What is a true instruction for a student today may no longer be true tomorrow. Often, one truth will contradict another, and flexibility of mind is required to allow both truths to be true. For example, the instruction “Straighten the leg completely, locking the knees” seems to contradict the next level of truth, “Don’t straighten the leg completely, but resist with the calf muscle and microbend the knee to protect it.” A student who cannot straighten her leg (the first truth) will not be able to feel the resistance of the calf muscle which will allow her to microbend her knee (the second truth). Thus, while the first level is necessary for the second to happen, an evolved truth may contradict a prior one, making it obsolete.

When we teach beginners to do backbends, we ask them to keep the lumbar long and extended so that it doesn’t get jammed. In other words, we ask the beginning student to remove the curve from the lumbar spine while doing backbends. This is a lower level of truth that must be contradicted for advanced backbends, in which we ask students to cultivate a curve in the lumbar spine to prevent injury in the thoracic spine.

While teaching Salamba Sirsasana (Supported Headstand),we instruct beginning students to press their arms, wrists, little fingers, and elbows strongly into the floor, taking less weight on the head. However, as students learn to place the arms more accurately and retain the curvature of the neck, we ask them to take more weight on the head. Later, we ask them to take equal weight between the head and the arms. Eventually, when the students have become stable and strong, with well-aligned necks and lifted thoracic spines and shoulder blades, we ask them to take full weight on the head, using the arms only for balance. With regard to this weight-bearing action, a later truth contradicts an earlier truth as we move the student from the physical body to the energetic body.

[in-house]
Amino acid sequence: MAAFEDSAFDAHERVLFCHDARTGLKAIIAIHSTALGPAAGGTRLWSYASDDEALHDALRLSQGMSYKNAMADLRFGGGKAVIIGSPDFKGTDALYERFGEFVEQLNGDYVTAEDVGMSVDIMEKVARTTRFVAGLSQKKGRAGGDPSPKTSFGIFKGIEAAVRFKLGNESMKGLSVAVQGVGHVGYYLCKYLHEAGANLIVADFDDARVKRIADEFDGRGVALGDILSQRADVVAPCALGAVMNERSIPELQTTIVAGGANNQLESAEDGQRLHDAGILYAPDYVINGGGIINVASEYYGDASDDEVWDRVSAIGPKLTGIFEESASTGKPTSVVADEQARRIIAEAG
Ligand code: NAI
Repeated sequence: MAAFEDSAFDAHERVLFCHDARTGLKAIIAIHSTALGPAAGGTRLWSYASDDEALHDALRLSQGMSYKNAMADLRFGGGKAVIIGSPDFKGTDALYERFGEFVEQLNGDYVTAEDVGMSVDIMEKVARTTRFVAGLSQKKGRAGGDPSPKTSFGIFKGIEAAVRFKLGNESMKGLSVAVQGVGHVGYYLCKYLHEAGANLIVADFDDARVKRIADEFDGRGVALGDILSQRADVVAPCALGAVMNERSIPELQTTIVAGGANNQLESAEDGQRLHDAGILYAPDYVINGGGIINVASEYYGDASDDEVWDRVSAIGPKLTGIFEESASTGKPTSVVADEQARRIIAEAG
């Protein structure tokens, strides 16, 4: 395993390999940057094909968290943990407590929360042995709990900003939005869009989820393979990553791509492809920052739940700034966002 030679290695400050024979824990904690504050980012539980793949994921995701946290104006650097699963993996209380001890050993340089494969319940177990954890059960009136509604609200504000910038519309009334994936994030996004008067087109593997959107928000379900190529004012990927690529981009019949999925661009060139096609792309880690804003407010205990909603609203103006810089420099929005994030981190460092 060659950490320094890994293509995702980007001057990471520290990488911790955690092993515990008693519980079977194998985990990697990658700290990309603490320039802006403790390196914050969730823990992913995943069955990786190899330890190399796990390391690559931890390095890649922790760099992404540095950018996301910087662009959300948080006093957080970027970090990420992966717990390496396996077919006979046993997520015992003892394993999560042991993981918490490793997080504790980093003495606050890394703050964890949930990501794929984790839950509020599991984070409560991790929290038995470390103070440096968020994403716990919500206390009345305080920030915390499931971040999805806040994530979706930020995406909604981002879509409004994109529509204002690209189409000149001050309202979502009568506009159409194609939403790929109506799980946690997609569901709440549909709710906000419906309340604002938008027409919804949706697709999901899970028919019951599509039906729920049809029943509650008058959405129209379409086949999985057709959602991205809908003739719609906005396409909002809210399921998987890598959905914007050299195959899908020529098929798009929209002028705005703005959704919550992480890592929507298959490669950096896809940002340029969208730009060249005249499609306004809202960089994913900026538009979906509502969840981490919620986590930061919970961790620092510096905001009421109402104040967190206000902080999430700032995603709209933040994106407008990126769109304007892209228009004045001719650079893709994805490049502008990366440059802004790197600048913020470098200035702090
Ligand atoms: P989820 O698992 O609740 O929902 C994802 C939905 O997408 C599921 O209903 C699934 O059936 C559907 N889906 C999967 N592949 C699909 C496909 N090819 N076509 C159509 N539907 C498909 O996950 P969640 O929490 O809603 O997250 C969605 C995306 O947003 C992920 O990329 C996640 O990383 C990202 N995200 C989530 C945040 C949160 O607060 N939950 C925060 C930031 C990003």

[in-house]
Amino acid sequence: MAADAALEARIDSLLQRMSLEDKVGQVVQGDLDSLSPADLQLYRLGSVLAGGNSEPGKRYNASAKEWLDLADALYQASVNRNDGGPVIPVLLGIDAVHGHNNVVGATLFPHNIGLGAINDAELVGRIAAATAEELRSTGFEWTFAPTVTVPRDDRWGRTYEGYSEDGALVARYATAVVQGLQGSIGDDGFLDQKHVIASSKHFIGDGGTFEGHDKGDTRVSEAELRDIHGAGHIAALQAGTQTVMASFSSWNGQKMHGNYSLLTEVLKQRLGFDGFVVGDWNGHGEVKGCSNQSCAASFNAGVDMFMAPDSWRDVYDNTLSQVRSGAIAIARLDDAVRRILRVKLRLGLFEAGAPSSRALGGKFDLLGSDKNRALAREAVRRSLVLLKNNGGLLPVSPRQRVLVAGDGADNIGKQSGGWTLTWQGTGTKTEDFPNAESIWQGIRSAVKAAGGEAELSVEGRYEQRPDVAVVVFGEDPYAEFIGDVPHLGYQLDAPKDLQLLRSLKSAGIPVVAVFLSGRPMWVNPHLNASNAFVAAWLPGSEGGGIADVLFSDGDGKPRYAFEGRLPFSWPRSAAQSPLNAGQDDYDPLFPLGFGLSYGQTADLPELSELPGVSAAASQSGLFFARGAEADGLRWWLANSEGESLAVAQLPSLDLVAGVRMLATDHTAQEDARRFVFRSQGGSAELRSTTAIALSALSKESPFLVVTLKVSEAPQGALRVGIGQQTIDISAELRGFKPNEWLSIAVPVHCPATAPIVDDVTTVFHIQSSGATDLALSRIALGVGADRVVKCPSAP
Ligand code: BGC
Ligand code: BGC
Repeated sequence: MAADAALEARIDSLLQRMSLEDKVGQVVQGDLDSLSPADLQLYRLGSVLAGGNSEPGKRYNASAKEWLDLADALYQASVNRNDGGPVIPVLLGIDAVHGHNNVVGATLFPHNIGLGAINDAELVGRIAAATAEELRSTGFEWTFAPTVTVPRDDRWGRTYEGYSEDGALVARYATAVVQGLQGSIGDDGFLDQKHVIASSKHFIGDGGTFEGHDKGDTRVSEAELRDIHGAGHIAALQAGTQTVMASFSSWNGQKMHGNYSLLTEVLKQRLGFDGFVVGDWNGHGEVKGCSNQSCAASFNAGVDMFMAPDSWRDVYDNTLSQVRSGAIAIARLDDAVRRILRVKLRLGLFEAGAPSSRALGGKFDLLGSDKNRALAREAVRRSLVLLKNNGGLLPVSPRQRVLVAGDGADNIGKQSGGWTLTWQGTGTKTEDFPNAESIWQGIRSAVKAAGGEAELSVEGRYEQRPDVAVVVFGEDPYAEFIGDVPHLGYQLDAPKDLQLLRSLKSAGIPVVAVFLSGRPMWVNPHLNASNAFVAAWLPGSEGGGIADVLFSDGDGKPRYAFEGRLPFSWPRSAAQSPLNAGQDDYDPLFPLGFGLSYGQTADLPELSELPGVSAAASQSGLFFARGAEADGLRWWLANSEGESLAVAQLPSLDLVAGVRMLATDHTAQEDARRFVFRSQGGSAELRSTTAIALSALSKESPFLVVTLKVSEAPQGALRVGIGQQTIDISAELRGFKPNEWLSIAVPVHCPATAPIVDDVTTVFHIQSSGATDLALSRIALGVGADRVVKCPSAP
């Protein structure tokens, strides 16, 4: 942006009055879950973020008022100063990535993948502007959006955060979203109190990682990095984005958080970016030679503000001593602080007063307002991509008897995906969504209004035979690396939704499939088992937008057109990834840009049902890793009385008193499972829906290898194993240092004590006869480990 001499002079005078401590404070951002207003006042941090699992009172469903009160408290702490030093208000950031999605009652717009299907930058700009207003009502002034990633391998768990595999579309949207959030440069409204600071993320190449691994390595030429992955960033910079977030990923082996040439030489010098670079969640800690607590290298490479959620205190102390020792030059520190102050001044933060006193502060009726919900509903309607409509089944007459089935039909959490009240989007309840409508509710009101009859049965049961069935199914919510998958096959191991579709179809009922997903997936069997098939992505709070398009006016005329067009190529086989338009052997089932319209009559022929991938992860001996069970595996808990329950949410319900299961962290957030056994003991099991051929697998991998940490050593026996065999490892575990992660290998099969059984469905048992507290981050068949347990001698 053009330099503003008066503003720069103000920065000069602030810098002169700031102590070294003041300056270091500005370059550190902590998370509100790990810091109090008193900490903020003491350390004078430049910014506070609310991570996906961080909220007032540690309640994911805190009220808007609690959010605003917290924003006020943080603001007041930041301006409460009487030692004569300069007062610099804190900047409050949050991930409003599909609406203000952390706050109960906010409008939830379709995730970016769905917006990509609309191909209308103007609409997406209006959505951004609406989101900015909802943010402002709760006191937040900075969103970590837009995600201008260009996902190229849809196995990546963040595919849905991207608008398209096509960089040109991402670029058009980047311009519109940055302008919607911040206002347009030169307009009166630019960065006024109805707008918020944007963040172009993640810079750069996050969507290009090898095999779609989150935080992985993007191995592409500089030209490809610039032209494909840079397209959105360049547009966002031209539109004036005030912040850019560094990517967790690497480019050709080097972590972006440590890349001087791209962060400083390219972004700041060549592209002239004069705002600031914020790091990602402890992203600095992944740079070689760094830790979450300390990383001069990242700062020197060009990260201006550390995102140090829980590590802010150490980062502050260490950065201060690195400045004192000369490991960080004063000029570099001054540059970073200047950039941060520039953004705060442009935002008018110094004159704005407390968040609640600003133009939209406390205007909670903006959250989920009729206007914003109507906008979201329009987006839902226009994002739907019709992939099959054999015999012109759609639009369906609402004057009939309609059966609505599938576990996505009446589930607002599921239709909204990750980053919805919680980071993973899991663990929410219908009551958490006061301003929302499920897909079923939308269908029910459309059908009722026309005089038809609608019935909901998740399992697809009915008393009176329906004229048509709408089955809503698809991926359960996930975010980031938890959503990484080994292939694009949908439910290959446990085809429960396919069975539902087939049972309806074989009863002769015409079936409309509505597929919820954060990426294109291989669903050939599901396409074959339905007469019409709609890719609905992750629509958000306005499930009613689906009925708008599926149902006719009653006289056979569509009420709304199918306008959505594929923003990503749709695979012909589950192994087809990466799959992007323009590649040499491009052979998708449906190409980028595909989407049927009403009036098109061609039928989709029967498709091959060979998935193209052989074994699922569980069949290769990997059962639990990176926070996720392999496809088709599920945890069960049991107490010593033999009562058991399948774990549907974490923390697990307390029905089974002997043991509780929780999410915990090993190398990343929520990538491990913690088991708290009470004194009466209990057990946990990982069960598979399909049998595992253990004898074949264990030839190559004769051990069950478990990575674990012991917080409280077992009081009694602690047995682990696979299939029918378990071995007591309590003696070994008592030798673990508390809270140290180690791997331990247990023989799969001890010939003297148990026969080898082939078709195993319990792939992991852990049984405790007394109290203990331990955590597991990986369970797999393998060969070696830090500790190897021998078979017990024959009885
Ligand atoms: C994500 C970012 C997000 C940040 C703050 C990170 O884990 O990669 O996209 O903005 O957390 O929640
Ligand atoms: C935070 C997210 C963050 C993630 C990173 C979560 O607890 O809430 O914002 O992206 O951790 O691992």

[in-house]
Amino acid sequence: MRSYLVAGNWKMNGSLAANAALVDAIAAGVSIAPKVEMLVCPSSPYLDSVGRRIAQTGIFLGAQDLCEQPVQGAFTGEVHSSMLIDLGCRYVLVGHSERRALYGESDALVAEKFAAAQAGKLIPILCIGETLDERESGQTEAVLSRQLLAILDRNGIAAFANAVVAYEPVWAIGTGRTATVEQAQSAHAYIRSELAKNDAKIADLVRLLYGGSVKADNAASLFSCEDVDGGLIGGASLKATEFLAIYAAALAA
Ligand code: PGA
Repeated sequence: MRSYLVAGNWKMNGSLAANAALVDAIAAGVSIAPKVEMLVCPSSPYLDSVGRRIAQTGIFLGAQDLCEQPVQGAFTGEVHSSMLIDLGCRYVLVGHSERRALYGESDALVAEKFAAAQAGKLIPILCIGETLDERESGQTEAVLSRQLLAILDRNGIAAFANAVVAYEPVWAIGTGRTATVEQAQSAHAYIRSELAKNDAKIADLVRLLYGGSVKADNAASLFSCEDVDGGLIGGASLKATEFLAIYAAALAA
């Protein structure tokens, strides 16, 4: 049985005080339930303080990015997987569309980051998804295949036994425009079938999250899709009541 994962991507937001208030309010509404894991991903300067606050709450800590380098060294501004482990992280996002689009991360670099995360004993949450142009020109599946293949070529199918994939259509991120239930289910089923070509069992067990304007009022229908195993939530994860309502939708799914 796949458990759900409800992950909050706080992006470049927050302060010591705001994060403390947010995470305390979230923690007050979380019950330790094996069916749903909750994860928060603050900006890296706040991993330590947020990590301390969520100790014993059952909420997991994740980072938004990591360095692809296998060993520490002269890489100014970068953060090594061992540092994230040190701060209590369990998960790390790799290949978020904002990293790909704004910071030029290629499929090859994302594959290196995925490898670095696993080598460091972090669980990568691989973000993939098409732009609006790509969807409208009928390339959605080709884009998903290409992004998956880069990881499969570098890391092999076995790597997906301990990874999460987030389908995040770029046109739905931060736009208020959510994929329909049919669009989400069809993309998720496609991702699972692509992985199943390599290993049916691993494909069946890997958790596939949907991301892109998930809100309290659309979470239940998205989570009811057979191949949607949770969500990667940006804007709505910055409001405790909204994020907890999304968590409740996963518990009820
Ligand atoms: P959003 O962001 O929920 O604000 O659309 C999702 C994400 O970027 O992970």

Variations for Different Effects

Not only does each pose have many levels of refinement, but we can vary each pose to create different effects. For example, if a woman is nine months pregnant, then flat Savasana (Corpse Pose) is dangerous for the unborn child, even if she’s supple and able to do it. The woman must lie on her left side to prevent blocking the blood supply to the fetus. This is not a different truth level but a different posture. Similarly, if a person has stiff hamstrings and a stiff upper back, we might put a roll under his knees and a pad under his head. This is not the perfect pose for a person who is supple but an ideal pose for someone who is stiff. The stiff person would not get the full benefit of the pose if he were to do it flat, while a supple person would be less able to relax deeply into the pose using pads. We must have the flexibility of mind to allow these variations in order to keep our students safe.

The Effect Is What Is Important

Flexibility of mind allows us to understand that the same instruction may have opposite effects in two students. An instruction to relax in Uttanasana (Standing Forward Bend) might cause pain in the back of a student with stiff hamstrings, while it may bring pleasure to the spine of a student with open hamstrings. Conversely, opposite instructions may achieve the same result. To obtain a calm, wide diaphragm in Tadasana (Mountain Pose), we may ask a student who puffs his chest to relax the it, while we may ask another who has collapsed his chest to lift it.

We must learn to focus our minds on the effects and benefits we wish for our students, and vary our instructions to fit those intentions. If we focus instead on the form that the student must attain because it is the “perfect form”—the ideal pose, the highest truth—then we may harm rather than help our students.

Developing Flexibility of Mind

How do we develop this flexibility of mind? In a word, by apprenticing. Work with an experienced teacher. All arts and crafts, including medicine and yoga, were once taught in this manner. Changing social and financial circumstances have altered this custom, yet apprenticeship will always remain the most effective way to transmit an art and its lineage. To develop flexibility of mind and a repertoire of ways of teaching poses, find an experienced teacher and work with her. This will help you help all your students—and isn’t that what teaching is all about?

This article is excerpted from a forthcoming book called Teaching the Yamas and Niyamas by Aadil Palkhivala.